On the contrary, in Type 2 projects the business model is still not solidly established (especially right after the transition from H3 to H2), and the market being addressed is nascent; both factors that lead to the longer timelines.
The culture created in Type 2 organizations must always be a departure from the parent corporation’s culture. While both types of projects require teams with entrepreneurial drive, Type 2 projects require teams that are prepared to deal with significant uncertainty and probability of failure.
They must also be able to establish a new organizational culture that will eventually become the culture of the new H1 core business unit.
While doing so, the members that are initially part of the Type 2 organization will need to ensure that the culture they establish is adopted by all new employees, even those that transfer from H1 core business units, and is strong enough to withstand the tendency by the rest of the corporation to reject it and revert to the established culture.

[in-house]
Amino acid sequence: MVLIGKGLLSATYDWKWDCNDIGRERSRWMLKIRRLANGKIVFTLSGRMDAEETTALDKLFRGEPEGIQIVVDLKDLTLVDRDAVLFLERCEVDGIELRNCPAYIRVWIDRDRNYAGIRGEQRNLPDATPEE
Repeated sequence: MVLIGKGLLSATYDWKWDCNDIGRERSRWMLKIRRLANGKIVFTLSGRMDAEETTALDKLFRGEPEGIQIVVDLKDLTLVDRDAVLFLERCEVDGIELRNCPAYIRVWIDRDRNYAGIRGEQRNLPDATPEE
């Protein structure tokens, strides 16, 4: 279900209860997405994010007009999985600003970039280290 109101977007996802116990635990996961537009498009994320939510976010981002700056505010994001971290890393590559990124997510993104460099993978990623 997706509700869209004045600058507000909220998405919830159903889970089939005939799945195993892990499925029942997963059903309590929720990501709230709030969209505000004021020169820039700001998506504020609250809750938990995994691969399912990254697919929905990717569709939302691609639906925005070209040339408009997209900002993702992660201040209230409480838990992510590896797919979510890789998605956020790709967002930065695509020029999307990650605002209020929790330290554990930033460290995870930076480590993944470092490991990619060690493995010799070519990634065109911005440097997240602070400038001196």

Because Type 1 projects are adjacencies of existing H1 businesses, the employees of these organizations, though entrepreneurial, typically inherit the culture of the core business unit they came from.
While both project types require entrepreneurial leaders, the leaders of Type 2 projects must not only be entrepreneurial but also be able to operate under uncertainty and be flexible to change.
Various team members of these projects may need to be replaced and/or augmented during the journey from H3 through H2 to H1.
Venture investors frequently make changes to their startups’ leadership teams.
This is because a team that, for example, can lead the startup from $10M to $30M in annual revenue may not be able to take it to $70M or $100M in annual revenue.
Oftentimes the first member to be replaced is the CEO of Type 2 projects.
Other times executives reporting to the CEO may need to be upgraded, and new executives may need to be hired by the organization to fill positions that were not necessary for a $20M business but are important to a $70M business, e.g., chief legal counsel.